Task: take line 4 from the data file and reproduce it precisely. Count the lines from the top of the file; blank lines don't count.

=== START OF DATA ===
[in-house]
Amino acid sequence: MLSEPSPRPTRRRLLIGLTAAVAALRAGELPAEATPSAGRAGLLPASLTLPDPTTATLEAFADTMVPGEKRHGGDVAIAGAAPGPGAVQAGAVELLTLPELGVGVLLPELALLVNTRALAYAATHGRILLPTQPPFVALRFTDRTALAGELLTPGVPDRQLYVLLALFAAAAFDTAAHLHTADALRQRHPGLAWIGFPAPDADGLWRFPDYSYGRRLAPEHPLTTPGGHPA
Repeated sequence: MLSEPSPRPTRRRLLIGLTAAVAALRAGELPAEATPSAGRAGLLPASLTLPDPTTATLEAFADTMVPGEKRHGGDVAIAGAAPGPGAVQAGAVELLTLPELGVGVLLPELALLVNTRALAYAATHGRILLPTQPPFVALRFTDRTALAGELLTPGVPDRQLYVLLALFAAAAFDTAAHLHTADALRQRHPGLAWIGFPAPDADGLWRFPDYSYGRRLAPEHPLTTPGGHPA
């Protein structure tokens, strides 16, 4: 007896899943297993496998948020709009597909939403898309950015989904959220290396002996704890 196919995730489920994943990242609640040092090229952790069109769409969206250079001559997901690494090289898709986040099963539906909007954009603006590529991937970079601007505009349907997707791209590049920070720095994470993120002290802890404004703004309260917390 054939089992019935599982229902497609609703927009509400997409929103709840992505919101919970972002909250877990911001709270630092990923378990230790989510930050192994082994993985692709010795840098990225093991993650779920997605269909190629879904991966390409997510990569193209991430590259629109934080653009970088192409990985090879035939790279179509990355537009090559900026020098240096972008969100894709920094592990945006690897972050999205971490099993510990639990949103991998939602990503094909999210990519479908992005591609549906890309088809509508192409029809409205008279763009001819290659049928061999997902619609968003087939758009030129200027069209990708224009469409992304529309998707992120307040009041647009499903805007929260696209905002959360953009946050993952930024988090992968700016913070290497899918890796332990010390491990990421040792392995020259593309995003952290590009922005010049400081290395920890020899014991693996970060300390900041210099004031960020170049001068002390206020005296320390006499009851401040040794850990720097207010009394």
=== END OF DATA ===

């Protein structure tokens, strides 16, 4: 007896899943297993496998948020709009597909939403898309950015989904959220290396002996704890 196919995730489920994943990242609640040092090229952790069109769409969206250079001559997901690494090289898709986040099963539906909007954009603006590529991937970079601007505009349907997707791209590049920070720095994470993120002290802890404004703004309260917390 054939089992019935599982229902497609609703927009509400997409929103709840992505919101919970972002909250877990911001709270630092990923378990230790989510930050192994082994993985692709010795840098990225093991993650779920997605269909190629879904991966390409997510990569193209991430590259629109934080653009970088192409990985090879035939790279179509990355537009090559900026020098240096972008969100894709920094592990945006690897972050999205971490099993510990639990949103991998939602990503094909999210990519479908992005591609549906890309088809509508192409029809409205008279763009001819290659049928061999997902619609968003087939758009030129200027069209990708224009469409992304529309998707992120307040009041647009499903805007929260696209905002959360953009946050993952930024988090992968700016913070290497899918890796332990010390491990990421040792392995020259593309995003952290590009922005010049400081290395920890020899014991693996970060300390900041210099004031960020170049001068002390206020005296320390006499009851401040040794850990720097207010009394």